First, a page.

Felder’s Winter Flowers
Are you sitting on your garden hands waiting for better weather, or taking the winter season by the horns and enjoying what we have in the here and now?
Being a “gather ye rosebuds while ye may” gardener, I don’t pine for spring. Instead, I’m taking advantage of sunny winter days, admiring what I planted earlier just for this season and thinking of what I ought to be doing now and later in the spring, which is just weeks away.
I do have some cleanup chores, after losing some snapdragons, S . . .
Cremation or Burial
I was listening to the car radio to the conversation bemoaning the fact that by the years 2030 eighty percent of the deceased population would be cremated, instead of being interned due to the lack of space in the 20,272 registered cemeteries in this country. Personally, I believe that cost may have something to do with that statistic. Still, it started me thinking that it was time to do a little research.
Cremation began some three thousand years ago in Europe and the near-east. For Christia . . .
New York City Didn’t Disappoint, Even in January
I’ve previously shared my love of visiting New York City. However, traveling to the chilly island surrounded by water in the dead of winter, aka January, was not something I’d seriously considered. After a visit last month, it may now be one of my favorite times to visit.
The reason for a trip during the off-season? I was selected to attend TravMedia’s International Media Marketplace (IMM), a networking event on steroids at NYC’s Javits Center. TravMedia connected hundreds of the world’s le . . .
The Late Singer Jimmy Buffett was Full Bore Mississippi:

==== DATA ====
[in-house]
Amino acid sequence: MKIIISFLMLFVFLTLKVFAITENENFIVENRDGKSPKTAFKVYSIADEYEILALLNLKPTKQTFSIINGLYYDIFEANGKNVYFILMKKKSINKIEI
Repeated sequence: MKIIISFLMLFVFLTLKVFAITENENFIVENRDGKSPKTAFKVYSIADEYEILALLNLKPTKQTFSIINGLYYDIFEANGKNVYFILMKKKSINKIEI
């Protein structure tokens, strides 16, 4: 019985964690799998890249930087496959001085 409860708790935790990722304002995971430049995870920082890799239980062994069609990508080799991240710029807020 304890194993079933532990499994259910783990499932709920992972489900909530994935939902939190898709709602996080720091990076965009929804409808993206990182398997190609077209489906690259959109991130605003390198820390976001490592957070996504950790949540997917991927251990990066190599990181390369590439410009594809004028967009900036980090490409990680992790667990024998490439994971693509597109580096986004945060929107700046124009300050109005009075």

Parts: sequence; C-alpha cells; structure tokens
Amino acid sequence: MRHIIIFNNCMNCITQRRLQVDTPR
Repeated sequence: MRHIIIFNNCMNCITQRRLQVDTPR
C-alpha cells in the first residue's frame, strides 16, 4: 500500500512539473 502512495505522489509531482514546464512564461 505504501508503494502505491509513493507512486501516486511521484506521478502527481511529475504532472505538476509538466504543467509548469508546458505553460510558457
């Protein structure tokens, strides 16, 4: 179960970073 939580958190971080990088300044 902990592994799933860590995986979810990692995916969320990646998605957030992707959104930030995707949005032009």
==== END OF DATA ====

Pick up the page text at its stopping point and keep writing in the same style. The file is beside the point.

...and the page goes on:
His Home State Should Celebrate
His Unique Talent
The Florida Legislature is studying proposals to memorialize the late singer Jimmy Buffet by naming a state highway and a specialty license plate for him. They’ve also held “Jimmy Buffett Day” at their Capitol in Tallahassee.
With apologies to former coach and football analyst Lee Corso, I say not so fast, my friend. It’s the Mississippi Legislature that should be honoring this Mississippi-born superstar of the cultural arts.
Perhaps Mississippi could honor him with memorial highway signage . . .
Dr. Ben L. Crawford, Jr. (1923-2024)
Cared for Generations of Locals
September 19, 1923-January 29, 2024
Dr. Benjamin L. Crawford, Jr. (Dr. Ben as he was known to all) passed away on January 29, 2024. He spent his life in Tylertown except when he was in the military, away at school, and in assisted living near the end of his life. He was very devoted to Tylertown, Walthall County, and the people there.
Dr. Ben was the youngest child of Benjamin L. Crawford, M.D. and Myrtis Lea Crawford. He was preceded in death by his wi . . .
It’s Not Too Late to Celebrate Valentine’s Day
There’s a good chance you’re reading this on Valentine’s Day or maybe the weekend following the day when a special meal of some kind is required with your significant other. Even if it’s too late to make a restaurant reservation, there are still a few options left to create a special meal.
First, if you’re on a strict budget, you can always go to Sonic (yes, you read that right). Supposedly Reba McIntire’s post that Sonic’s #1 Cheeseburger would be her last meal on earth if given the chance c . . .